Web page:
With across-the-board cuts looming in sequestration and no budget reduction plan in sight, a Fort Benning official said Thursday that commands may be notified about possible furloughs as early as today.
"Once we receive the letter, we can probably do the math and calculate what that day in April will be," said Gary A. Jones, director of public affairs at Fort Benning. "I know it won't be any earlier than probably mid April."
The post has 4,100 Defense Department civilians who would be required to take off one day of work per week for up to 22 weeks. The cuts for 800,000 civilians employees across the nation would total $85 billion, impacting the military, teachers, head start, job training and other federal programs. The furloughs would cost an employee about 20 percent of yearly salary.
The defense secretary has said affected employees would get 30 days advance notice on furloughs. With time running out, Jones said the mood for most employees on post was different.
"I don't think anybody is particularly happy with the way things are going down to be honest," Jones said. "It doesn't matter if you are the lowest ranking guy or highest ranking guy, 20 percent of your pay is still 20 percent of your pay. And if you are not expecting it or even if you are expecting, that is money people certainly would like to have."
U.S. Rep. Sanford Bishop Jr., D-Albany, voiced concerns about the cuts before Congress on Wednesday. He said the cuts would undermine the economy and hurt job creation.
"Today, I come before Congress to appeal to reason," Bishop said. "Without a doubt, the across-the-board spending cuts we call sequester will undermine our economy and hurt job creation. My district, home to Fort Benning in Columbus, the Marine Corps Logistics Base in Albany, the area outside of Robins Air Force Base, and thousands of service members, veterans, families, and supporting businesses cannot sustain the cuts proposed by Sequestration."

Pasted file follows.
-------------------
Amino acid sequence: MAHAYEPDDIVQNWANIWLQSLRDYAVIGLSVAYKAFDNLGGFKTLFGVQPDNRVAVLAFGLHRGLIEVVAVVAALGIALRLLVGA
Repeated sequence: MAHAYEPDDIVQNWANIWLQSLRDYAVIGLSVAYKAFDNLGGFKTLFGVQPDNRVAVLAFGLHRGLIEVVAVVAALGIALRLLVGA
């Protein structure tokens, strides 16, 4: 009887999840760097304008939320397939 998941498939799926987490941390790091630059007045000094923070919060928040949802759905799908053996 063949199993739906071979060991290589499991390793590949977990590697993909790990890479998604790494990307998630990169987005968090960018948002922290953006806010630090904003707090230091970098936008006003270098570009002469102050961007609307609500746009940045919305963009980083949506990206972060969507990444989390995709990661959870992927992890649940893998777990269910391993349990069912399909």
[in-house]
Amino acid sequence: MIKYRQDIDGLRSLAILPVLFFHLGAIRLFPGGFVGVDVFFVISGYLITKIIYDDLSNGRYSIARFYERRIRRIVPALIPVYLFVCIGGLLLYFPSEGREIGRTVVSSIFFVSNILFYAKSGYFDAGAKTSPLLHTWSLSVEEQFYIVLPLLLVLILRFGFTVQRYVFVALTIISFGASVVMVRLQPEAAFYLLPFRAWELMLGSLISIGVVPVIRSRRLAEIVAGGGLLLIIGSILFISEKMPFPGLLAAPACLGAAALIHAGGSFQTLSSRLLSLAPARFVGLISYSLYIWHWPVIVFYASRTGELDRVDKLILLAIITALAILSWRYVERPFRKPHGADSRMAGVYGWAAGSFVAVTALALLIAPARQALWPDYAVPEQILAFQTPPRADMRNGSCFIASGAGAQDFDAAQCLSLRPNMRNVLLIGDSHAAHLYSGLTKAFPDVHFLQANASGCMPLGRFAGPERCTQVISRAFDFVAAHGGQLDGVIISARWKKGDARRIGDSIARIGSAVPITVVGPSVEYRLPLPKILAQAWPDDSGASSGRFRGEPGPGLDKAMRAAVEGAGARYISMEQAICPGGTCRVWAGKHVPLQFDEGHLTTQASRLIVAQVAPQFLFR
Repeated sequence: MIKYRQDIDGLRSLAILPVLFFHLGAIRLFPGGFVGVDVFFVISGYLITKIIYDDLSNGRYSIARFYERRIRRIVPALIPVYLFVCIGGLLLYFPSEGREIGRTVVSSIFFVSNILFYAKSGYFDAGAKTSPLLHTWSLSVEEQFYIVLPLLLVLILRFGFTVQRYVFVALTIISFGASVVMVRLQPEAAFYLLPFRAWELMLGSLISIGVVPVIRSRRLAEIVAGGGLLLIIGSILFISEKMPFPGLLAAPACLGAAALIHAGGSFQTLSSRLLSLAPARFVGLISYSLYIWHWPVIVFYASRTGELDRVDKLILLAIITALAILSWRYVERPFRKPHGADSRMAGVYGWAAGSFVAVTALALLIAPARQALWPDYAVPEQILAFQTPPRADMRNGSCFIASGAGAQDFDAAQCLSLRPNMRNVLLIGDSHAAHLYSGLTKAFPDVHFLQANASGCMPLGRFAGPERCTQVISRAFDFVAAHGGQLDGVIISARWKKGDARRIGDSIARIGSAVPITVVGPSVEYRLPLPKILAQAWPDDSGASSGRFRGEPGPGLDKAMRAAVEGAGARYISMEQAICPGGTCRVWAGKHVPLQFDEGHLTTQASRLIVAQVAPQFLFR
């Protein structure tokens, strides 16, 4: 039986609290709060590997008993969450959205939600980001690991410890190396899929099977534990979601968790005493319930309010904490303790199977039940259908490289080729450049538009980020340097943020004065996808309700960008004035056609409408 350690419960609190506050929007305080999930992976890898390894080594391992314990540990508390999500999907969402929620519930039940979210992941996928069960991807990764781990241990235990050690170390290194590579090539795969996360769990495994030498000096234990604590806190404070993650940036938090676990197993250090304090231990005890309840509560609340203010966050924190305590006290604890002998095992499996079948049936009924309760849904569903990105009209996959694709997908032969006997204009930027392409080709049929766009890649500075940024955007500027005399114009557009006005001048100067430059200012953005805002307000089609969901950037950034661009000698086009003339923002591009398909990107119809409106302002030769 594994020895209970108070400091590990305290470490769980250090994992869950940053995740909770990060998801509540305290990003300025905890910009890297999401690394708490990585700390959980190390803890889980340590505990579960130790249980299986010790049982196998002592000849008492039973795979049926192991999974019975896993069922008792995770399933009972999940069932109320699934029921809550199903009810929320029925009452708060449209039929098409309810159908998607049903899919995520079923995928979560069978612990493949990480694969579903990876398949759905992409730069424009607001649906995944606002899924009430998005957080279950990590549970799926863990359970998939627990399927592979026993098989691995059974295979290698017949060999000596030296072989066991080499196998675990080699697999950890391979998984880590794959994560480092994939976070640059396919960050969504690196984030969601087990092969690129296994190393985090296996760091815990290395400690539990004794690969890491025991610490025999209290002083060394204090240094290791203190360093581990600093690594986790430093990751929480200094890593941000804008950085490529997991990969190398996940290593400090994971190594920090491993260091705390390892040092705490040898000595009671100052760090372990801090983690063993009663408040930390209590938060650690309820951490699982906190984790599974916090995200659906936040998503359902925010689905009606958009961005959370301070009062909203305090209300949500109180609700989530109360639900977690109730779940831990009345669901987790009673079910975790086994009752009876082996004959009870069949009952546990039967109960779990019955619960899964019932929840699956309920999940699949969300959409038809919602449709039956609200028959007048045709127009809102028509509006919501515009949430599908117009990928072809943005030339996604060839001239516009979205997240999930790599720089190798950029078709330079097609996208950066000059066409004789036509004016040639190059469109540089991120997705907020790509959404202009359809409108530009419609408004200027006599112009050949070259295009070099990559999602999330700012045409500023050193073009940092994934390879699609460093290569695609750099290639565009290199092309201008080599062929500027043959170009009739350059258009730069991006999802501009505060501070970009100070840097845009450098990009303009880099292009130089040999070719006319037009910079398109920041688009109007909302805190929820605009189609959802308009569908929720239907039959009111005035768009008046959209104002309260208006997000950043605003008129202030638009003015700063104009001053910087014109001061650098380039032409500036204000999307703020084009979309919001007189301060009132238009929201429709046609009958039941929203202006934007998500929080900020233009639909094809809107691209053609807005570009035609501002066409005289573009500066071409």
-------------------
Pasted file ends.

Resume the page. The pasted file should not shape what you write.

Bishop asked for a balanced approach to the cuts that also would negatively impact schools and teachers, law enforcement and crime prevention, public health and Head Start.
"We may be in the 11th hour, but we must act," he said. "We owe it to our constituents, we owe it to our districts, and we owe it to our nation."
Jones said cuts at Fort Benning would impact Columbus and Phenix City. The overall draw down of the Army is reducing training and already having an impact.
"We are going to have to consolidate some of the units and do things smarter so that we can save money," Jones said. "In other words, if you don't have enough soldiers to make a whole battalion, maybe you consolidate those down and put them in another battalion. Those are the kind of things we are looking at as these numbers come into sharper focus. Regardless of whether sequestration happens or doesn't happens, it's still going to be an environment of you have to save money because money is just not flowing as it used to."